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[228] But men who pretend to excellence must not imitate their example but much rather the power of wisdom and of justice and of the other virtues. For these do not work for the benefit of their own natures,1 but whomsoever they visit and abide with—these they bless with prosperity and happiness. But the Lacedaemonians do the very opposite: whomsoever they approach they seek to destroy and they are ever striving to appropriate all the good things which belong to the world at large.”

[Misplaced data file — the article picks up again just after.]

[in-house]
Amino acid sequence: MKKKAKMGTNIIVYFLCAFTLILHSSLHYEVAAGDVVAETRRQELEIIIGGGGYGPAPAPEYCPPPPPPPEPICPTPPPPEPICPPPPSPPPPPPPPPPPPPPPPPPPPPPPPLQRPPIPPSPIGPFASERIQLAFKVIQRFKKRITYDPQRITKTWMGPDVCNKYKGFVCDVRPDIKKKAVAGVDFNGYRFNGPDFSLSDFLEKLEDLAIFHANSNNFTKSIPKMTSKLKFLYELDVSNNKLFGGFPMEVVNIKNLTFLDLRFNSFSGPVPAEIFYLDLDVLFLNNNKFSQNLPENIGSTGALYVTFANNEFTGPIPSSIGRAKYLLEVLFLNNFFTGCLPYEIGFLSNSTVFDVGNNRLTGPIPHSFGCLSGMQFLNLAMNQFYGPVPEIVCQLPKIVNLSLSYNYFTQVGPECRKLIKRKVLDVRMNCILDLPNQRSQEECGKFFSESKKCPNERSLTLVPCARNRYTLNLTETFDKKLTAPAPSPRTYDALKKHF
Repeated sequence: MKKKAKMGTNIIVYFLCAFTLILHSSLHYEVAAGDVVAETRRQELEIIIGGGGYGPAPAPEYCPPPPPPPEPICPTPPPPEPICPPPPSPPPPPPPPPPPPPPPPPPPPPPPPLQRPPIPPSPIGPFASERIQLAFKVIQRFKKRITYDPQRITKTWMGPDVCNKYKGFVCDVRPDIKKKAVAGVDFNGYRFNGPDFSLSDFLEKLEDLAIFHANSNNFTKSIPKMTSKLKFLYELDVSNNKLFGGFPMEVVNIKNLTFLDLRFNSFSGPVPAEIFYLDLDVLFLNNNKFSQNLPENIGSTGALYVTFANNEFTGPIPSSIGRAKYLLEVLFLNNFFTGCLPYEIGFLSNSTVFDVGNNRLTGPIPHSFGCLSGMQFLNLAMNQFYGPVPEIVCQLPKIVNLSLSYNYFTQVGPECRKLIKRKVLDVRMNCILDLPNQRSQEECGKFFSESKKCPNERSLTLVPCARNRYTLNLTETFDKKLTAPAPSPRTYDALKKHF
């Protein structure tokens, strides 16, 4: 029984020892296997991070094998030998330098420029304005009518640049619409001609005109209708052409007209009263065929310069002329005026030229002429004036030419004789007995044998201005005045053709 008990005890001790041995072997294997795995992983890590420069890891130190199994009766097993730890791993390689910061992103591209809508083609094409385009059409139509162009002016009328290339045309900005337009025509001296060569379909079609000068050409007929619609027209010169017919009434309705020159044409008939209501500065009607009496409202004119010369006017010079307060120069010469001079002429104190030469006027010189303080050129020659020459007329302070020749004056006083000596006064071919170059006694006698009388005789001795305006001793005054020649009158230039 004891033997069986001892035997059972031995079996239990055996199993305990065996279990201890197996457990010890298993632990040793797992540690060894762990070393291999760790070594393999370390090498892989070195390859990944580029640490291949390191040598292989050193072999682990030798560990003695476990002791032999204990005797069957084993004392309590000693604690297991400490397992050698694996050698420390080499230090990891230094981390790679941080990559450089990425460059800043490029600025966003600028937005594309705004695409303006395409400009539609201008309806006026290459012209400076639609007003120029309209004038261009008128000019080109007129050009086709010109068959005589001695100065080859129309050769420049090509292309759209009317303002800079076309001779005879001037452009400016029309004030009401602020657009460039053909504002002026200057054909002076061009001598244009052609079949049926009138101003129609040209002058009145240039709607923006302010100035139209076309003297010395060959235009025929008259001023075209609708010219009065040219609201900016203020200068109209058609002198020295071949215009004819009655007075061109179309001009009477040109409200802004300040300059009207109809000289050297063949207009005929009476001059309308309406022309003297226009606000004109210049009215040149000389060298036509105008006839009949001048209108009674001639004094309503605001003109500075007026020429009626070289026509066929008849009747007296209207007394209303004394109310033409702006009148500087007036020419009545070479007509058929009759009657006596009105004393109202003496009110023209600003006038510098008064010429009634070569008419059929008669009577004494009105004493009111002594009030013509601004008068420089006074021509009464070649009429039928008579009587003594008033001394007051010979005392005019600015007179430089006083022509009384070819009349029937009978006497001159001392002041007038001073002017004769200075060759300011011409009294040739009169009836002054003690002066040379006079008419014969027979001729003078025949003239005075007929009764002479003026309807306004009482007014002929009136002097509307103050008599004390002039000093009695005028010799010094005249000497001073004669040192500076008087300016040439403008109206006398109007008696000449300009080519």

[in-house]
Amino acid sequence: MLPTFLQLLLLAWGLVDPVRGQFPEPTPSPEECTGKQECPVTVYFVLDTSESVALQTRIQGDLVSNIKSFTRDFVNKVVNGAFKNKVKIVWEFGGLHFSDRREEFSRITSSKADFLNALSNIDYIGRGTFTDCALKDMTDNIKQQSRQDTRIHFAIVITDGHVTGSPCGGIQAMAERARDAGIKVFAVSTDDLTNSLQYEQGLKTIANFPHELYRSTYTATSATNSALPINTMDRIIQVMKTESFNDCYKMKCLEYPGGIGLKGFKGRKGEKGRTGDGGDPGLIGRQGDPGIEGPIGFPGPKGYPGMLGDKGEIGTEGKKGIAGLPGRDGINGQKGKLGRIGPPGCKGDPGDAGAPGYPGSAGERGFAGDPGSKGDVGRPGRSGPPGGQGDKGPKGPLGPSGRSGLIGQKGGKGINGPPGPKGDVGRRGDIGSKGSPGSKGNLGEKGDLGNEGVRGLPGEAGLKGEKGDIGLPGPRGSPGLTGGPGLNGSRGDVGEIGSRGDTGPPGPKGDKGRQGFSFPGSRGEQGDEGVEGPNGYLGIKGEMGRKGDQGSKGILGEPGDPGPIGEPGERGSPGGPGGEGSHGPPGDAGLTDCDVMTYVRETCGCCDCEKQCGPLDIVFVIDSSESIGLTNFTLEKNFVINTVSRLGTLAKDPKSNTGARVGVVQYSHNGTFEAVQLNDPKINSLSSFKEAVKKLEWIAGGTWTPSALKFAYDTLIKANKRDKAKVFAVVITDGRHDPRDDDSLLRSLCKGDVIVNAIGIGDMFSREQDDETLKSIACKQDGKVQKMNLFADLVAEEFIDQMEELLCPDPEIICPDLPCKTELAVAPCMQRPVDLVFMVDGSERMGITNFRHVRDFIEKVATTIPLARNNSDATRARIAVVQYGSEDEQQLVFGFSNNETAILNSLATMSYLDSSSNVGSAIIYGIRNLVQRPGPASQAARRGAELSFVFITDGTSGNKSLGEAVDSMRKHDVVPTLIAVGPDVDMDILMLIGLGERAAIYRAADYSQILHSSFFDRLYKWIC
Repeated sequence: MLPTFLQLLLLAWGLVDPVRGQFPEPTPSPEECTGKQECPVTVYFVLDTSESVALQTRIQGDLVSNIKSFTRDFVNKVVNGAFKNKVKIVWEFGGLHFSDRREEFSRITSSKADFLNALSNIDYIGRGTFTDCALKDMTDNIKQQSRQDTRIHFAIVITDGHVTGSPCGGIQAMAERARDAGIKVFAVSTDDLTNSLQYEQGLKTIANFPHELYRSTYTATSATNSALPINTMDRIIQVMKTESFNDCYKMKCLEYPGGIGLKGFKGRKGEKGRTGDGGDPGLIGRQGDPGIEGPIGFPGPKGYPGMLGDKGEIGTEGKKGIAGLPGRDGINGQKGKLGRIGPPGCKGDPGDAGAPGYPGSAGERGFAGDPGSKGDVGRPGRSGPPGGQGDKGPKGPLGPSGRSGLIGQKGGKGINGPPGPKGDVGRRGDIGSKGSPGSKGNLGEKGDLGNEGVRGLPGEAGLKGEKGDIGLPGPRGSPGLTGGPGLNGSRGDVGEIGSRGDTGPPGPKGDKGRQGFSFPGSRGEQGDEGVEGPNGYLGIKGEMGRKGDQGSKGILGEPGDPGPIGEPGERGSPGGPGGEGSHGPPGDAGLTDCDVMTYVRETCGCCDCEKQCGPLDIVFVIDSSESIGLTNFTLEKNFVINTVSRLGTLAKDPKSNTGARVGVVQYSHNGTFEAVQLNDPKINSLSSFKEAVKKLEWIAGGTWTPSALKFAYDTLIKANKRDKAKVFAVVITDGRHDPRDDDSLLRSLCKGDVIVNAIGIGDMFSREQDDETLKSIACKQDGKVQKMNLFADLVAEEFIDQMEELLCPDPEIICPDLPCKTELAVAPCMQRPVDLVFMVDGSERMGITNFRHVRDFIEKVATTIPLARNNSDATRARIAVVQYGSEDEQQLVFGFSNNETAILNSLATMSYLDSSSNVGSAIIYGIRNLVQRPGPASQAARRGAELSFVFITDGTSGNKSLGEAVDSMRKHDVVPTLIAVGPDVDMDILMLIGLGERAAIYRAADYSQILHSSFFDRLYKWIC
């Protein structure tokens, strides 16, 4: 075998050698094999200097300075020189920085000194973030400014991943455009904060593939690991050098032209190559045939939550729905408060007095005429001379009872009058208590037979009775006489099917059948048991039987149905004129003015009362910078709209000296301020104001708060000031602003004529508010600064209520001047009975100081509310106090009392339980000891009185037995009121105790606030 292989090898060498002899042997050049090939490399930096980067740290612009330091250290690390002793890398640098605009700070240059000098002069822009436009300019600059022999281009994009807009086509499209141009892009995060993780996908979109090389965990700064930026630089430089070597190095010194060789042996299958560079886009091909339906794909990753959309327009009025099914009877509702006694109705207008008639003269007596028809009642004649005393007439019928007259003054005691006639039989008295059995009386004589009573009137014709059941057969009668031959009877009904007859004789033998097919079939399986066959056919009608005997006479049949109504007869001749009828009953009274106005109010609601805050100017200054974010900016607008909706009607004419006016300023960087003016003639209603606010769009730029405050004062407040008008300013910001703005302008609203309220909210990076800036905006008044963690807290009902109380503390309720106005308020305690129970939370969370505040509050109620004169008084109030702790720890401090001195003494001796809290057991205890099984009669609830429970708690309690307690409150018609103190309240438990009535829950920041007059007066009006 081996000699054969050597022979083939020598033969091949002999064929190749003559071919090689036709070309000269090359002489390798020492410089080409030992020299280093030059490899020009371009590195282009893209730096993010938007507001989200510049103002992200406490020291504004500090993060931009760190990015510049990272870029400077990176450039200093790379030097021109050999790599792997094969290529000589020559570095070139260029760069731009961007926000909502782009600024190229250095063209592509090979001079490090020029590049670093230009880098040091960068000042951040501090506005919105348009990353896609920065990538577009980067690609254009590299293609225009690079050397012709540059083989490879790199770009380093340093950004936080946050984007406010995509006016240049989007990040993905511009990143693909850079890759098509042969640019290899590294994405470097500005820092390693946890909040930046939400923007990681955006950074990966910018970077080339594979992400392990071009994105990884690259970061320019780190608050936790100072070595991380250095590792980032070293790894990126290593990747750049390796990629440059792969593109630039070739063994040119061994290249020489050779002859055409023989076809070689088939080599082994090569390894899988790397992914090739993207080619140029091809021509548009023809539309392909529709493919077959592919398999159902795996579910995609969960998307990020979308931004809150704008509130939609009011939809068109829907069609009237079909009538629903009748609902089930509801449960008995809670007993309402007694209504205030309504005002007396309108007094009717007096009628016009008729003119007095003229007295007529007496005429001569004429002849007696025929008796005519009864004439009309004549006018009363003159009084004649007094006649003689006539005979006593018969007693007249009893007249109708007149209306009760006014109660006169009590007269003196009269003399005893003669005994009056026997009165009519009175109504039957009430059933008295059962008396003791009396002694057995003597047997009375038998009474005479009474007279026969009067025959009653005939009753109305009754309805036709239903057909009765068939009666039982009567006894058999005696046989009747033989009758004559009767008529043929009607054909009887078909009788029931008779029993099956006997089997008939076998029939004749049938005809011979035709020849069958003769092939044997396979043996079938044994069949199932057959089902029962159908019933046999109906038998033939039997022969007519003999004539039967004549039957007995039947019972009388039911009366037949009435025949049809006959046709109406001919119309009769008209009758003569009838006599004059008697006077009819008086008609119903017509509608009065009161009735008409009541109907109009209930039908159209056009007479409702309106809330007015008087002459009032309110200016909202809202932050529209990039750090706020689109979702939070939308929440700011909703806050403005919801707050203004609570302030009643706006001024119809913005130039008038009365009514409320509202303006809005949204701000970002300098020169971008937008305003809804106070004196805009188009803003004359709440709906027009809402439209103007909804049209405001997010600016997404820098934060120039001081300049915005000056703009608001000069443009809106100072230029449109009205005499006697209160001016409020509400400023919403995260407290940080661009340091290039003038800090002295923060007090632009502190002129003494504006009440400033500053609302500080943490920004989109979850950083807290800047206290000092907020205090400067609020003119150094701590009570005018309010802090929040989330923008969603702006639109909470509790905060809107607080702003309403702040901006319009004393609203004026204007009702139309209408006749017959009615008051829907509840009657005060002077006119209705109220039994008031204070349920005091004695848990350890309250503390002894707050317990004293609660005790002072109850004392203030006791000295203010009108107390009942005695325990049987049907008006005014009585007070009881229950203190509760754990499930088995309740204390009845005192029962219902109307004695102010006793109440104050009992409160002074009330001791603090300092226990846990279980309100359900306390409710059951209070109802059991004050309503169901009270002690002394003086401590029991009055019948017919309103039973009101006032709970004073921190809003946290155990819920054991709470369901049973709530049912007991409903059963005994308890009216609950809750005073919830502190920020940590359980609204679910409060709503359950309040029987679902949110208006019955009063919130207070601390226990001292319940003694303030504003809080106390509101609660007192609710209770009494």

1 See the argument between Socrates and Thrasymachus in Plat. Rep. 1.

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    • Plato, Republic, 1
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